SO you’ve started at the bottom with designs on the top job?
Don’t worry, it can happen, all you need is a little time. These five people have real-life stories of a meteoric rise to the top. You might even learn something from their journey.
Chris Gardner’s real-life rags to riches story is depicted in smash hit The pursuit of happyness starring Will Smith, which portrays his rise from living on the streets to stockbroking guru.
Gardner spent his childhood in and out of foster homes, before finding himself homeless with his only son in San Francisco in 1981 where he spent a year sleeping rough in stations, shelters and public rest rooms while working as a trainee at stockbroking firm Dean Witter Reynolds.
He was the only one to be offered a job from the trainee group and worked at the company for two years, before being offered a similar role at Bear Stearns. From there he founded his own broking firm, Gardner Rich, in Chicago. He now works as an author and motivational speaker and has even collaborated on venture capital projects with Nelson Mandela.
Now he’s at home among the elite of fashion and politics, but Ralph Lauren, 73, got his start as a clerk in a men’s wear store where he learned the retail trade.
Born Ralph Lifshitz to a Jewish family in New York, the young Ralph was always fashion obsessed, according to his biography, spending his pocket money on suits making him the best-dressed 12-year-old in the Bronx.
He dropped out of college to serve in the army before leaving to work at Brooks Brothers as a sales assistant. He changed his name to Lauren and became convinced men were ready for a new style of tie that was brighter and bolder than previous models. His bosses weren’t convinced so he sold his own brand on the side, before founding Polo with $50,000 in the late 1960s. The fashion giant is now worth around $7 billion.
Ursula Burns grew up on Manhattan’s Lower East Side “when the gangs were there and the drug addicts were there,” according to the New York Times, before accepting an internship in the summer of 1980 which led to a stunning career as a Xerox “lifer.”
The internship led to a role as an executive assistant and Burns studied a masters in Engineering at Colombia while climbing the ranks to become the first African American woman to be CEO of a Fortune 500 company, according to Daily Muse.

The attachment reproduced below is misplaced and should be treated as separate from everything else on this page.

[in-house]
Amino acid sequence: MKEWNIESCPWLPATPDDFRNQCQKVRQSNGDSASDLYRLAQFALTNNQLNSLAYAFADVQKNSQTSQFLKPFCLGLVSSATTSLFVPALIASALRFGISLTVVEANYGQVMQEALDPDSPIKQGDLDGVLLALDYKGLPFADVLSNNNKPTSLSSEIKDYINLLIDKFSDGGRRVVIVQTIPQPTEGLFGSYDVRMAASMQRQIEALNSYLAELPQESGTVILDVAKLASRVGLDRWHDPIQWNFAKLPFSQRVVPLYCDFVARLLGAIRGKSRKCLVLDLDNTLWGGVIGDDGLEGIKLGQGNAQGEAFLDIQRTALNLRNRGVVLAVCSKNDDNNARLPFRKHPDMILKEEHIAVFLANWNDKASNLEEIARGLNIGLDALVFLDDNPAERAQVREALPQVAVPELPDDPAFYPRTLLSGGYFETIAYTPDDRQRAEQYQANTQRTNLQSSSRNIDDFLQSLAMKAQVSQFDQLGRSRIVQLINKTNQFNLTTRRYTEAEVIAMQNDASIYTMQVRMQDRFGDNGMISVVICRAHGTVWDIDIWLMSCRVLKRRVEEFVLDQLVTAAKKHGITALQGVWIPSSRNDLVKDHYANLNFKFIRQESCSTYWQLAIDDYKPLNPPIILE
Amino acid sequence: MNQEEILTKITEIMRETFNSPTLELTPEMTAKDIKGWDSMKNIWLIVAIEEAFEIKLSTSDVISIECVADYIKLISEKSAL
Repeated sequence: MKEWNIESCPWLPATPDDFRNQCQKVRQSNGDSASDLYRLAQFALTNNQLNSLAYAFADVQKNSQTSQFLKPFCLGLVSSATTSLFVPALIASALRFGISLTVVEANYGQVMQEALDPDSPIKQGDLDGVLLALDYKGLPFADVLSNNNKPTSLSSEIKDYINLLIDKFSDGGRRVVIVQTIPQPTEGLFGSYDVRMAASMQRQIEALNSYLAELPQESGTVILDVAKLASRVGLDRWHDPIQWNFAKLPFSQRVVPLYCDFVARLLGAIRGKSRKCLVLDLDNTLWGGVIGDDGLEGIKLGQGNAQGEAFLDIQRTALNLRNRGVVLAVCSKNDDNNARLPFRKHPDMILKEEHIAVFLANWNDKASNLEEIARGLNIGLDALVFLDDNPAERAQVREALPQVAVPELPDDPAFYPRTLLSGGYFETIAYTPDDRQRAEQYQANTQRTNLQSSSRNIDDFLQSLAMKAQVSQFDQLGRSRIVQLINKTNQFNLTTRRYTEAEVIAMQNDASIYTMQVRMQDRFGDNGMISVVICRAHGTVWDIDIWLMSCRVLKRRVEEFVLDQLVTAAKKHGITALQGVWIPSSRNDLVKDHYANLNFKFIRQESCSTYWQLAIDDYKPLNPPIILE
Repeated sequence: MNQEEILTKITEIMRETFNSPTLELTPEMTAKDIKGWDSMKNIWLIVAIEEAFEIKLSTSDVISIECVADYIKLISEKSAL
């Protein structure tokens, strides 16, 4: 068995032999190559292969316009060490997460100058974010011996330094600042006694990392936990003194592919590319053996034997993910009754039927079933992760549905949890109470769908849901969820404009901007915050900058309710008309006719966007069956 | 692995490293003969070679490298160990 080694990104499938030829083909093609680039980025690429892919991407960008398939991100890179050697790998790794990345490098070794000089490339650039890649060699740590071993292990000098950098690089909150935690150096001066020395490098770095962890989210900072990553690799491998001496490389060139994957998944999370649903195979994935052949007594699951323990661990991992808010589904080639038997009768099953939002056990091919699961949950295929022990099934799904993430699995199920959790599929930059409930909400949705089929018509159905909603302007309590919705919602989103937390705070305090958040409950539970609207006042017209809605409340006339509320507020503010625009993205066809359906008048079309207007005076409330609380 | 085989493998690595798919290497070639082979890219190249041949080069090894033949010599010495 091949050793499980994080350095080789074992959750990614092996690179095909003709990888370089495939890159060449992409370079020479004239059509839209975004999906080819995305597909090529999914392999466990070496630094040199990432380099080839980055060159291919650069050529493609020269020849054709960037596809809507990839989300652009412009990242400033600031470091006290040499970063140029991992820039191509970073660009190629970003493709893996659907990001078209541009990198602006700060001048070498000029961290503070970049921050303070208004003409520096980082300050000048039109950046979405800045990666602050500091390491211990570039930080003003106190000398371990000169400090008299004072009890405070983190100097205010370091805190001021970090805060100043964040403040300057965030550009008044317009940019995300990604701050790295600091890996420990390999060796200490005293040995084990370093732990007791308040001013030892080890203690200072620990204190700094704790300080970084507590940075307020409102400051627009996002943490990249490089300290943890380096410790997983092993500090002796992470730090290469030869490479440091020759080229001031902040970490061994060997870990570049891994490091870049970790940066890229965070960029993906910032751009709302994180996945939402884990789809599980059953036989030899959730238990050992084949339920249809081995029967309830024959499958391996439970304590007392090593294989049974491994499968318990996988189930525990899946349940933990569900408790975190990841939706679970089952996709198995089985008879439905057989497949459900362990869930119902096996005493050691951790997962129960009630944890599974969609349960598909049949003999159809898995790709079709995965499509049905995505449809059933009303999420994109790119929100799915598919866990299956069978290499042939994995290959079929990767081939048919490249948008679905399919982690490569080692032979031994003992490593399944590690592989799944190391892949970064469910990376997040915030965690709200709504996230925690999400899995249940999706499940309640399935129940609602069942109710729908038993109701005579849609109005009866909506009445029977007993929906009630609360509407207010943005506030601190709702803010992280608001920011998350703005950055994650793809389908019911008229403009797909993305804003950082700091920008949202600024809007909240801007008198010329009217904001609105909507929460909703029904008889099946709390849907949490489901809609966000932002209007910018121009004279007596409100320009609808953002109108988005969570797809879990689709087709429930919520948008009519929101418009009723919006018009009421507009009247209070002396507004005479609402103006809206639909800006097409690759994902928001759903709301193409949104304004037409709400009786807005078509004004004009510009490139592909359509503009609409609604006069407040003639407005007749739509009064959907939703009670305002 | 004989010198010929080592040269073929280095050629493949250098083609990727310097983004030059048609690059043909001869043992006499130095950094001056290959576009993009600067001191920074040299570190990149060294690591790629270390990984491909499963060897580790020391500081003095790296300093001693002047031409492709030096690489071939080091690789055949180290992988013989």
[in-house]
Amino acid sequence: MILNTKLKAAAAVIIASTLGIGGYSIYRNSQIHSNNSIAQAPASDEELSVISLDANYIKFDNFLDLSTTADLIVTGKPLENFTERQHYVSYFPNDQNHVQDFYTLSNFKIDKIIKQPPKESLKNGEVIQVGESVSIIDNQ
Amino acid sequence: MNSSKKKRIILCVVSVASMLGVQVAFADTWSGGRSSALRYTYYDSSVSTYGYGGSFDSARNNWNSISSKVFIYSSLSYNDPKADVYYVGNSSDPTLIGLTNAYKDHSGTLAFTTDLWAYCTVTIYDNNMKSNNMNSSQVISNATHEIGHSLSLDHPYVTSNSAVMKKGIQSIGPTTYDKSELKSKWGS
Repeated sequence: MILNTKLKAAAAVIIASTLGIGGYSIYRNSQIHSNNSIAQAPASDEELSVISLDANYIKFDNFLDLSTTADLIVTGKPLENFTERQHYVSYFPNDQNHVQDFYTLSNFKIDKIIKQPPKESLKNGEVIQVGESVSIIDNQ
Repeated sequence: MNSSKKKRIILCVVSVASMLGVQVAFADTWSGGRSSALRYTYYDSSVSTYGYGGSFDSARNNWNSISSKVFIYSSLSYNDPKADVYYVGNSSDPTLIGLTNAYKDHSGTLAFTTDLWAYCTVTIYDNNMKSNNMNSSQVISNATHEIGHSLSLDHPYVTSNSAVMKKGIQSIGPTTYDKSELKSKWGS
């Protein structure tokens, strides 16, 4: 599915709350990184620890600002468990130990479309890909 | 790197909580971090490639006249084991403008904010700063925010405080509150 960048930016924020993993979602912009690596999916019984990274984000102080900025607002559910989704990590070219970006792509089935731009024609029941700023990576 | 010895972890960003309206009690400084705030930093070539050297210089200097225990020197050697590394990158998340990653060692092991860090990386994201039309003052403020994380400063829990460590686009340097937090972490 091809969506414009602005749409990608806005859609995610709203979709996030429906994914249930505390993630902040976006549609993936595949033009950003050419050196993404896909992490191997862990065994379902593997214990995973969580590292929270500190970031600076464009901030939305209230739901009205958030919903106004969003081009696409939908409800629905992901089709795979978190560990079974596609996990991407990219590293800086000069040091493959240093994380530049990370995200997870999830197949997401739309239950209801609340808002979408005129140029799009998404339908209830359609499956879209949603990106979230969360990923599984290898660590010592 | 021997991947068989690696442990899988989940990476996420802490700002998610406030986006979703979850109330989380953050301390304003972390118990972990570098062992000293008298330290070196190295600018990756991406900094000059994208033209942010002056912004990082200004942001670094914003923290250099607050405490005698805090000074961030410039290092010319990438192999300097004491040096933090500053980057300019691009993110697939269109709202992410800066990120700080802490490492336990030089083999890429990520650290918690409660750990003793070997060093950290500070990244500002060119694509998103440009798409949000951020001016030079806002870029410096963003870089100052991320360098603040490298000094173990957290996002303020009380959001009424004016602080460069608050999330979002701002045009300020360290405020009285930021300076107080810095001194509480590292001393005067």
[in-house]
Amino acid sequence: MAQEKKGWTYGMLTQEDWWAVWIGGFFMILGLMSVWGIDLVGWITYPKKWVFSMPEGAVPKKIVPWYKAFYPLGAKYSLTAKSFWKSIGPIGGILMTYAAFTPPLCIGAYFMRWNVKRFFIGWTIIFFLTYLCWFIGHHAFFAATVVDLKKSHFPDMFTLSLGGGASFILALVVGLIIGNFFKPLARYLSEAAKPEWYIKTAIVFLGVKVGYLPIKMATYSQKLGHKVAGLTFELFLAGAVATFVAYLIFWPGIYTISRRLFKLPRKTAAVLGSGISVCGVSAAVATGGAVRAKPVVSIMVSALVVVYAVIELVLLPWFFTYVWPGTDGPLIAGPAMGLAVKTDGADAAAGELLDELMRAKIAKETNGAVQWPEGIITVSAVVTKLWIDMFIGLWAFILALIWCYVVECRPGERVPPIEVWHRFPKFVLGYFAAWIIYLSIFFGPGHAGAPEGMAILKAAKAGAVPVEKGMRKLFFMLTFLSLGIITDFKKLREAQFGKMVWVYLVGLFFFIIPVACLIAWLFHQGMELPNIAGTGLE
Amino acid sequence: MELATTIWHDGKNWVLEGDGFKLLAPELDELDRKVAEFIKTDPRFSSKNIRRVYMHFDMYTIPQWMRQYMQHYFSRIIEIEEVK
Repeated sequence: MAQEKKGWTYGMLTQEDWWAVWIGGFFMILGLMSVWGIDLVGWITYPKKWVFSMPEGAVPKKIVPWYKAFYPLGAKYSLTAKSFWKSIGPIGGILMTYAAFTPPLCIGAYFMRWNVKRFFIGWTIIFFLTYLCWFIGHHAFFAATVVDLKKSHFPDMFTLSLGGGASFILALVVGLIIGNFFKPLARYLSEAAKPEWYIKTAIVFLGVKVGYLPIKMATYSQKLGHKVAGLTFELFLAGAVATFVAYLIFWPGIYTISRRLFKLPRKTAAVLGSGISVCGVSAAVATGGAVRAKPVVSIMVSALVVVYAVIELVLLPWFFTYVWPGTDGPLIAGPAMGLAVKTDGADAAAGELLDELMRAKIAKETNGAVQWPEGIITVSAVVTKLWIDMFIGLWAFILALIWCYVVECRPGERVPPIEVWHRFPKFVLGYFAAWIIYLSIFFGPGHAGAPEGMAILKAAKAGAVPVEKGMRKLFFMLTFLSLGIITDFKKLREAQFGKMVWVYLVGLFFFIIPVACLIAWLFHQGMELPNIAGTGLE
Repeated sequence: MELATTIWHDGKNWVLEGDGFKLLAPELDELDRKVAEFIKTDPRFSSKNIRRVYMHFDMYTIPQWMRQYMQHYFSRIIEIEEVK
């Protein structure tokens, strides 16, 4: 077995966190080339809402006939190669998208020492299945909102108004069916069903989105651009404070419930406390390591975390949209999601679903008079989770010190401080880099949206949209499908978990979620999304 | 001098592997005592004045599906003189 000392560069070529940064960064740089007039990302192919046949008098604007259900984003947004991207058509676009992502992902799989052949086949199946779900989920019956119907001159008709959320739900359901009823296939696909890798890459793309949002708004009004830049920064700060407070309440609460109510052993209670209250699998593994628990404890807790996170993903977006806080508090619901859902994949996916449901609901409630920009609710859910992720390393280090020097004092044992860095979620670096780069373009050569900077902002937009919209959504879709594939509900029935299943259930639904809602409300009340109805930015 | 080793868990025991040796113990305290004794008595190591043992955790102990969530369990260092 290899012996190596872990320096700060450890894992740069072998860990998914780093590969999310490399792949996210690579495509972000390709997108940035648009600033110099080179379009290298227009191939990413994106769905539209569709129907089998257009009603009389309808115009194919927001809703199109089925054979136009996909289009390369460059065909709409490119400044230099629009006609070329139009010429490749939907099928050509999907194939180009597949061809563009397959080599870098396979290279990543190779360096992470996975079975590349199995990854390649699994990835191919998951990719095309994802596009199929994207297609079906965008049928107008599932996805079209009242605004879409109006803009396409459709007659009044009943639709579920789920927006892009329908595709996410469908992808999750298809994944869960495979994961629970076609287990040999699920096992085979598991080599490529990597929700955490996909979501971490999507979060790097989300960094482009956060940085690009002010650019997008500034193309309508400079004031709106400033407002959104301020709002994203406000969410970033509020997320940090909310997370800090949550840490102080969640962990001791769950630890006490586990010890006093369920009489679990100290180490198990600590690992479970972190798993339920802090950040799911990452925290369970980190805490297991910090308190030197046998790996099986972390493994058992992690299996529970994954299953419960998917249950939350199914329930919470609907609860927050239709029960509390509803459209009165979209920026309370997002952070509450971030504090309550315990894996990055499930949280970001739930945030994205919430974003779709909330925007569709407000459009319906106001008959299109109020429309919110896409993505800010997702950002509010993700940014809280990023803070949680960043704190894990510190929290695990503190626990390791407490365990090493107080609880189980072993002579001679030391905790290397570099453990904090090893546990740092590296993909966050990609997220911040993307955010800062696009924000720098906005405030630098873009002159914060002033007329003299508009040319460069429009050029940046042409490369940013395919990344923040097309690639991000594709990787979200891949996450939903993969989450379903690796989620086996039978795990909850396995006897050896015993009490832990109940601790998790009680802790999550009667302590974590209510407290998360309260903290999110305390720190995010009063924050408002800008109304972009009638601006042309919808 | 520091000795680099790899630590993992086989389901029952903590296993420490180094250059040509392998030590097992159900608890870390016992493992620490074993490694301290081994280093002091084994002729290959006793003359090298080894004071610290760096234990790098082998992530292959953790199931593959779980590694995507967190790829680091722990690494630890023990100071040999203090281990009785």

She has been credited with transforming Xerox into a company that also provides IT services, with around half of its $22 billion revenue generated from systems that allow people to pay for parking, book flights and file health insurance claims online.
The Obama administration has also used her skills to lead a program that educates children in science and technology, and appointed her vice chair of the President’s Export Council.
The television megastar’s tough upbringing inMississippi and Milwauke is well-documented, where she was abused by male relatives and gave birth to a son who died in infancy. However the young Oprah got her big break at 17 when she won the Miss Black Tennessee beauty pageant, which came with a job at a local radio station and a university scholarship.
She left university to focus on broadcasting where her emotional style struck a chord with viewers. She was offered a job at a struggling Chicago television show which was later renamed The Oprah Winfrey Show and syndicated nationally. After scooping a series of Emmys she founded Harpo Productions to focus on producing television, movies and magazines.
Her meteoric rise and cult-like following is credited to her emotional appeal and honesty with viewers. In 2011 she announced she would retire from daytime television after 25 years although she still conducts must-watch interviews like Lance Armstrong’s doping confession. Even off-air the 59 year old managed to top Forbes’ list of the 100 most powerful celebrities with earnings of more than $77 million in the last year.